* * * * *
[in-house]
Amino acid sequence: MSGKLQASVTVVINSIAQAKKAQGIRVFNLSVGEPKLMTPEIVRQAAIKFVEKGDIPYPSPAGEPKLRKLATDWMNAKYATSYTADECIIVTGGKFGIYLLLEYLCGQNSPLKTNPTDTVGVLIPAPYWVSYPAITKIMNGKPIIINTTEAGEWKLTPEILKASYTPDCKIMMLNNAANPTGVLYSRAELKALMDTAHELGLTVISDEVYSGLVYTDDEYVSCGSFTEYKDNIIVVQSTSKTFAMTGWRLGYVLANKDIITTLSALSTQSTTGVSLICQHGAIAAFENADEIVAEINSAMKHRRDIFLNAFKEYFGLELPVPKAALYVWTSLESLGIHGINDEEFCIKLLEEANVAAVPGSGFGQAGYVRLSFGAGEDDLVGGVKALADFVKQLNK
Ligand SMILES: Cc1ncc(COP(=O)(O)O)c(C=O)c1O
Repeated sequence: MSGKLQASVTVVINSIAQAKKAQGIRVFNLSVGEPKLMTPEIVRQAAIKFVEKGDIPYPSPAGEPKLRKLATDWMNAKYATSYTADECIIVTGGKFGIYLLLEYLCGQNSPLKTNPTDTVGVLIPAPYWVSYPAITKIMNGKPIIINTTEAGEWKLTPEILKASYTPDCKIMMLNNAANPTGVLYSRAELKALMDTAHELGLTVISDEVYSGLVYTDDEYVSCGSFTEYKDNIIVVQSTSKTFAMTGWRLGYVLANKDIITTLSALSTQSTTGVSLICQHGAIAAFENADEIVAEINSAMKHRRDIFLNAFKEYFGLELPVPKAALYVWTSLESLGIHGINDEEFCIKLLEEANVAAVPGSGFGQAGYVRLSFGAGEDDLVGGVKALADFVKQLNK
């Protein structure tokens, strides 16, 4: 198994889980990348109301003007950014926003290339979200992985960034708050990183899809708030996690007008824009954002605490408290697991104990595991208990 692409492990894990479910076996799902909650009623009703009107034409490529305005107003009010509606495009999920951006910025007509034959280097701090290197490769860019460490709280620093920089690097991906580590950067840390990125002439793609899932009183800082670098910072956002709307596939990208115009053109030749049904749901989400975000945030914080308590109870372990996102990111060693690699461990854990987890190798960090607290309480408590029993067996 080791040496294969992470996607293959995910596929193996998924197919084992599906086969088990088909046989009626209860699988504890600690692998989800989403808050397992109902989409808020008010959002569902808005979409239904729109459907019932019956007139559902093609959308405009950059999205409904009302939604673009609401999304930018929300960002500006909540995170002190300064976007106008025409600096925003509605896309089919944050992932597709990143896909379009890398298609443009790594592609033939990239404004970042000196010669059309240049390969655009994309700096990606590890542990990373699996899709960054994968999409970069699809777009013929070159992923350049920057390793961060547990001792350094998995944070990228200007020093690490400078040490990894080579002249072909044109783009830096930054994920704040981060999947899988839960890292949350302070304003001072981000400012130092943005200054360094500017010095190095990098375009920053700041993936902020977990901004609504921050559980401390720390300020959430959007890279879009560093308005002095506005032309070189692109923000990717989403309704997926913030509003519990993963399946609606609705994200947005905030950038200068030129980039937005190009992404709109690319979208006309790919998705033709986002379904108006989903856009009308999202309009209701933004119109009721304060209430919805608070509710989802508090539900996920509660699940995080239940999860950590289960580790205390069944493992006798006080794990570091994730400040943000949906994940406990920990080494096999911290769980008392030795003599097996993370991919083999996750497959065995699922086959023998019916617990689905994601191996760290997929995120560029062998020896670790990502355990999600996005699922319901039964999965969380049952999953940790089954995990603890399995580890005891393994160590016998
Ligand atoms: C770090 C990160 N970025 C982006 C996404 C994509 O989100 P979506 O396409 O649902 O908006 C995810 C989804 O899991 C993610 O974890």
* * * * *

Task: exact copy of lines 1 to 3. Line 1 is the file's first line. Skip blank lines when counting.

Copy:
[in-house]
Amino acid sequence: MSGKLQASVTVVINSIAQAKKAQGIRVFNLSVGEPKLMTPEIVRQAAIKFVEKGDIPYPSPAGEPKLRKLATDWMNAKYATSYTADECIIVTGGKFGIYLLLEYLCGQNSPLKTNPTDTVGVLIPAPYWVSYPAITKIMNGKPIIINTTEAGEWKLTPEILKASYTPDCKIMMLNNAANPTGVLYSRAELKALMDTAHELGLTVISDEVYSGLVYTDDEYVSCGSFTEYKDNIIVVQSTSKTFAMTGWRLGYVLANKDIITTLSALSTQSTTGVSLICQHGAIAAFENADEIVAEINSAMKHRRDIFLNAFKEYFGLELPVPKAALYVWTSLESLGIHGINDEEFCIKLLEEANVAAVPGSGFGQAGYVRLSFGAGEDDLVGGVKALADFVKQLNK
Ligand SMILES: Cc1ncc(COP(=O)(O)O)c(C=O)c1O